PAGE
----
Friday, September 14, 2007

Who Was Juan Tabo?

Almost every city has streets named after famous people in history. For example, in Portland, Oregon, where we lived for a long time, there is a street named Couch (pronounced kooch) Street. It was named after a 19th century sea captain who was an early resident and founder of Portland. And in Juneau, Alaska, where we also lived, Seward Street runs through the center of downtown. Seward Street is named after William Seward, Lincoln's Secretary of State who negotiated the purchase of Alaska from Russia -- for two cents an acre!

So, when we moved to Albuquerque, and I saw the name of a major north-south road, on the East side, called Juan Tabo, I was curious about this (apparently) Spanish gentleman. I figured he must have been very important in Albuquerque's history, especially considering all of the businesses also bearing his name.

I took Spanish in junior high and high school, so using the rules of pronunciation that I'd been taught, I figured this name was pronounced Juan Ta'bo, with the accent on "Ta." Nope, I was quickly corrected by my very nice neighbor, Lorraine. It is Juan Ta-Bo' - accent on "Bo." Ever since, I've been trying to figure out where this mysterious sort-of-Spanish-sounding name came from. And what I've learned is that it is an Albuquerque mystery.

As I suspected, people agree that the last name, Tabo, does not appear to be Spanish. But no one knows for sure who Juan was. Everyone, however, has a theory:
  • Some people say Juan was a Pueblo Indian shepherd who pastured his sheep in that East Mountain area (near where the road is today), and that Tabo was his nickname, not his real last name.
  • Some say he was a Spanish priest, but the name doesn't appear in early church records.
  • Some old-timers here say that Juan was a guy from Carnuel who walked along the edge of town with his cows, sheep and a bunch of dogs, and sold tortillas and tamales to the townspeople. They say this shepherd's route later became a well-traveled road, and was named after Juan. The tough part of this theory, though, is that Juan Tabo Blvd. is located many miles from where "town" would have been back "in the days." I don't think he'd have had many tamale customers.
  • Others claim that the name Tabo came from the Toboso Indians of Texas.
  • I read one person's theory that Juan Tabo was the Spanish Conquistador Francisco Vazquez de Coronado's pet cat! (Not a likely theory, but someday, if I ever have a cat or dog, I think I might name it Juan Tabo.)
  • Another person claims that Tabo is a Spanish word in the Philippines, meaning "cup made from coconut shell." Now that really clears things up, doesn't it?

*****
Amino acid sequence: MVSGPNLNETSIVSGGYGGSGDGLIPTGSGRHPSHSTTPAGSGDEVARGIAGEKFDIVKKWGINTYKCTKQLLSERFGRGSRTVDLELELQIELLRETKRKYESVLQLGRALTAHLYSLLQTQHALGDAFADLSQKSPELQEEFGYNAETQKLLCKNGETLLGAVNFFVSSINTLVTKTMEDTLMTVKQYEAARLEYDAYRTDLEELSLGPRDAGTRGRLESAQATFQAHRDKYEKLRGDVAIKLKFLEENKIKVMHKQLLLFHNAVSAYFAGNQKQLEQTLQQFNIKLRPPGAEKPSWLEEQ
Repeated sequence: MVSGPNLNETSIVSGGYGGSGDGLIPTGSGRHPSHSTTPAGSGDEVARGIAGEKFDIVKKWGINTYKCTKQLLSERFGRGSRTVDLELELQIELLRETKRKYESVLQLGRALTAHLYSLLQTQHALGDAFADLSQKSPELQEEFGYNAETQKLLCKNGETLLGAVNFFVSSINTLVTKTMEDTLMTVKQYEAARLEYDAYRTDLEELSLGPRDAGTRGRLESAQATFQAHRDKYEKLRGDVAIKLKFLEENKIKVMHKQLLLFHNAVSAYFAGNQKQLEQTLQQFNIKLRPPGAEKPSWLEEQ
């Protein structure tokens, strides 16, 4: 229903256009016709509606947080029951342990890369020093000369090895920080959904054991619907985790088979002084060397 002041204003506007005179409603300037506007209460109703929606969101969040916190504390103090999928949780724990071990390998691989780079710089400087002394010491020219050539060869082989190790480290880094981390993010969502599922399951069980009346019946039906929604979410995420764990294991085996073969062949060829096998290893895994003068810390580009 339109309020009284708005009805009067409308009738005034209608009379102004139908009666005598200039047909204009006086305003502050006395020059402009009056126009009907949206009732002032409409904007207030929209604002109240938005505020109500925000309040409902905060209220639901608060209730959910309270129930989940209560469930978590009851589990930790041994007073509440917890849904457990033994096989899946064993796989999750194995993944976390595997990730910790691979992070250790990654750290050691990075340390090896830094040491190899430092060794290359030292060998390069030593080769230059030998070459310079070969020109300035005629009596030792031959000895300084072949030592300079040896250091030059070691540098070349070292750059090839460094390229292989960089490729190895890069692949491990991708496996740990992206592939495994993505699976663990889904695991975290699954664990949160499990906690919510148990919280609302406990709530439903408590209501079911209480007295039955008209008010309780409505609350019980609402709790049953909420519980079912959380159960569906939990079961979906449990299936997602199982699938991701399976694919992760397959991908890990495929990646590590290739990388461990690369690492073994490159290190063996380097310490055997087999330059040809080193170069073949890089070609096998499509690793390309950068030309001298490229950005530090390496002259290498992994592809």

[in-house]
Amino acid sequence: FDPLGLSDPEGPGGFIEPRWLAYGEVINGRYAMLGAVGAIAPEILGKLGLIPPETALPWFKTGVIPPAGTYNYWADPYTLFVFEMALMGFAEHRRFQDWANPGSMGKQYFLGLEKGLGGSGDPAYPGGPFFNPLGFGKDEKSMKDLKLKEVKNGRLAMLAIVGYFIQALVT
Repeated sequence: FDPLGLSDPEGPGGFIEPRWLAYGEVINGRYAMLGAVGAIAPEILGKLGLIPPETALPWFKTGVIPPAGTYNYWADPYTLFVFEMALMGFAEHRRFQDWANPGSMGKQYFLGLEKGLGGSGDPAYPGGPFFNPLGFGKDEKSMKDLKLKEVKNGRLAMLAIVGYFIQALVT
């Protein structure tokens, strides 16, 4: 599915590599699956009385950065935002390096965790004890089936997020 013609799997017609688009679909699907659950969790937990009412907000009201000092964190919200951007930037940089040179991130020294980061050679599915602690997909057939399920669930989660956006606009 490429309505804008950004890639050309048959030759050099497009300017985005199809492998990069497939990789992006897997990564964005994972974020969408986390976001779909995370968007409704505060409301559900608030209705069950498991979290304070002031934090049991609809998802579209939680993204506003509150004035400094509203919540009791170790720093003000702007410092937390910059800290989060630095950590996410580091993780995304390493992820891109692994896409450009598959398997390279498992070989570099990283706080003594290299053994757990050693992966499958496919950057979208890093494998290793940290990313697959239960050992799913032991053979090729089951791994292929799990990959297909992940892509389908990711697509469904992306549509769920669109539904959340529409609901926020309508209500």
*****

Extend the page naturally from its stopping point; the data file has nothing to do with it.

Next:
And here's an interesting piece of trivia - there is also a road named Juan Tabo in Tucson, Arizona - this little shepherd-tamale-salesman-priest guy got around!

I'll keep asking questions, but I've learned that Albuquerquians just seem to pick their favorite Tabo story and claim it as truth - or make up a new story to add to the collection. I might mention here, though, that if you come to Albuquerque to visit, you'll probably want to go to Juan Tabo Blvd., and take the cutoff up to the Juan Tabo Picnic Area. It's really a beautiful drive, especially in the evening when the sun is setting, no matter who it is named after!

The cutoff road going up the mountain to Juan Tabo Picnic Area



Gary Borger said...

To complicate matters further, there is a Juan Tabo street in North Scottsdale, AZ just south of Carefree.

Linda Judd said...

Thanks for leaving a comment, Gary Borger! And isn't that something! Who WAS this man? I wonder if anyone in Scottsdale knows another part to the puzzle.

John Richard said...

I'm very confident that the name, "Juan Tabo" was imported to Arizona from Albuquerque. In Tucson, it only appears in the relatively new Rita Ranch development as Paseo Juan Tabo, Placita Juan Tabo, and Plaza Juan Tabo. I'm not sure of the age of road that runs just south of Carefree (which I crossed today on a business trip to the Phoenix area), but this is also an area that has only seen significant development in the last 20 years, or so. I think this mystery belongs entirely to Albuquerque.

ruben said...

You're absolutely right about the pronunciation of "Tabo" the last syllable should not be stressed if in fact this were to be Spanish language word. It should rhyme with "Cabo" as in "Cabo San Lucas". We know "Juan" is Spanish so you're right it is kind of a mystery.

Bonne of Beautiful Flowers said...

I live in Albuquerque, and Juan Tabo is the street to get to Paul's Monteray resturant. Not everything in New Mexico has to have a meaning. Somethings just are and we leave it at that. It's more fun and creates dialog such as this! Thanks Linda

Teri said...

I lived in New Mex for some years and also wondered who Juan Tabo was. No one knew for sure. Now I live In San Antonio Tex. In one of the upscale sub-divisions I came got it, a small street named Juan Tabo. I'm still looking for info on this little tamale selller who has managed to get way down to Southern Tex.

Anonymous said...

Hello, twice now I have had a dream about hearing this name "Juan Tabo" in my dream and I don't know why? So I did an internet search today and I still don't know why. Maybe he is trying to communicate with me to tell me something about himself?